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The Shape of Light Restructures Our Understanding of Vision

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GENEVA, April 29, 2021 — Recent work has shown that the process involving the perception of vision occurs very quickly.  However, because analysis of this step has been carried out on molecules in a laboratory environment, only limited conclusions can be drawn.

Now, researchers from the University of Geneva (UNIGE), École polytechnique fédérale de Lausanne (EPFL), and the University Hospitals of Geneva have used mice to examine the process in vivo. The noninvasive study demonstrated that light energy alone does not define the response of the retina when it captures light. The shape of light — short or long — also affects the signal sent to the brain to form an image.

The discovery opens avenues of research into vision, diagnostics, and, potentially, new curative possibilities. 

“In the eye, the first stage of vision is based on a small molecule — the retinal — which, on contact with light, changes shape,” explained Geoffrey Gaulier, researcher at the Applied Physics Department of the UNIGE Faculty of Science and first author of the study. “When the retinal alters its geometric form, it triggers a complex mechanism that will result in a nerve impulse generated in the optic nerve.”
Artist's view of femtosecond laser pulses arriving in an eye. Courtesy of Scientify, UNIGE.
Artist’s view of femtosecond laser pulses arriving in an eye. Courtesy of Scientify, UNIGE.

This process isn’t instantaneous. There is a short amount of time between the moment the eye perceives the light and the moment the brain decodes it. The researchers took a look at the very first molecule in the chain, which is retinal, to see how long it took to change shape. They isolated the molecule in a cuvette and subjected it to laser pulses to test reaction speed. The test showed the reaction speed to be about 50 femtoseconds.

“By way of comparison, one femtosecond compared to one second is the equivalent of one second compared to the age of the universe,” said Jean-Pierre Wolf, a professor at UNIGE and an author of the paper. “This is so fast that we wondered whether this speed could be achieved by the molecule only when it was isolated, or whether it possessed the same speed in a living organism in all its complexity.”

The physicists called on biologists Ivan Rodriguez and Pedro Herrera, professors at the UNIGE Faculties of Science and Medicine, to continue experimentation. The team placed a contact lens and performed an electroretinogram on mice.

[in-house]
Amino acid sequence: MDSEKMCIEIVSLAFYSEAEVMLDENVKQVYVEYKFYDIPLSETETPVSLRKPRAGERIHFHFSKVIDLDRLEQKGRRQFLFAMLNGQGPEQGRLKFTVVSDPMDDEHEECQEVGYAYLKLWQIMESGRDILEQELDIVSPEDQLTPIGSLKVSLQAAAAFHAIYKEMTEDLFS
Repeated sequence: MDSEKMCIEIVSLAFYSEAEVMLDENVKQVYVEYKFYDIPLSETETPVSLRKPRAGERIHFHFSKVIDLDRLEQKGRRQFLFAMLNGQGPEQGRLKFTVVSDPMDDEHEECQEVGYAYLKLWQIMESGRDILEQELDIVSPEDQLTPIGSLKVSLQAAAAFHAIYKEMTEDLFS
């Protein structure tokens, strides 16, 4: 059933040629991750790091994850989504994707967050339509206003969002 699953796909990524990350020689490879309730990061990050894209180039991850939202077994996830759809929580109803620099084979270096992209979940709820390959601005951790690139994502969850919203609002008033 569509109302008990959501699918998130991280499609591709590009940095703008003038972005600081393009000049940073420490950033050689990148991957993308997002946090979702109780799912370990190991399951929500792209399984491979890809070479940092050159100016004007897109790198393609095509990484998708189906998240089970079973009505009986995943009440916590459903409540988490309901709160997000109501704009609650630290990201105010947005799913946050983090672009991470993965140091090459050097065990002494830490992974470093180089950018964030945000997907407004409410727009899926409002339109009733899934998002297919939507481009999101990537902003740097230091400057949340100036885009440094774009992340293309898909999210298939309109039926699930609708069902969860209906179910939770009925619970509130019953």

“This method, which is totally noninvasive, makes it possible to measure the intensity of the signal sent to the optic nerve,” Wolf said.

When the light came into contact with the retina, the team observed an electrical voltage at the cornea, thanks to an electronic amplifier. The results showed the same speed as the isolated test. The team continued by varying the shape of the pulses over time.

“We always send the same energy, the same number of photons, but we change the shape of the light pulse. Sometimes the pulse is short, sometimes long, sometimes sliced, etc.,” said UNIGE researcher Geoffrey Gaulier.

Team members did not initially believe that changing the shape of the light would introduce any variation in the retina’s response — only that the number of photons captured by the eye played a role.

“But this is not the case,” Gaulier said.

With the help of computer simulations performed in the group of Ursula Röthlisberger, the team was able to gather clues as to why. The researchers observed that the eye did not react in the same way depending on the shape of the light, even though the light energy was identical.

“We also discovered that the eye’s reaction differed according to the order in which the colors were varied, for example as in a temporal rainbow, even though they follow each other extremely quickly,” Wolf said. The retina believes that there is more or less light, depending on the shape of light, while the energy is similar, and therefore sends a stronger or weaker current to the brain depending on its response.

The researchers believe the discovery will lead to new research fields into vision — potentially leading to new possibilities for diagnosing or potentially treating eye weaknesses.

The research was published in Science Advances (
Apr 2021
1. The photosensitive membrane on the inside of the human eye. 2. A scanning mechanism in optical character generation.
The processes in which luminous energy incident on the eye is perceived and evaluated.
Research & TechnologyretinaopticsvisionBiophotonicselectroretinogramin vivoin vivo animal studiesperceptionScience AdvancesEuropeUniversity of GenevaEPFL

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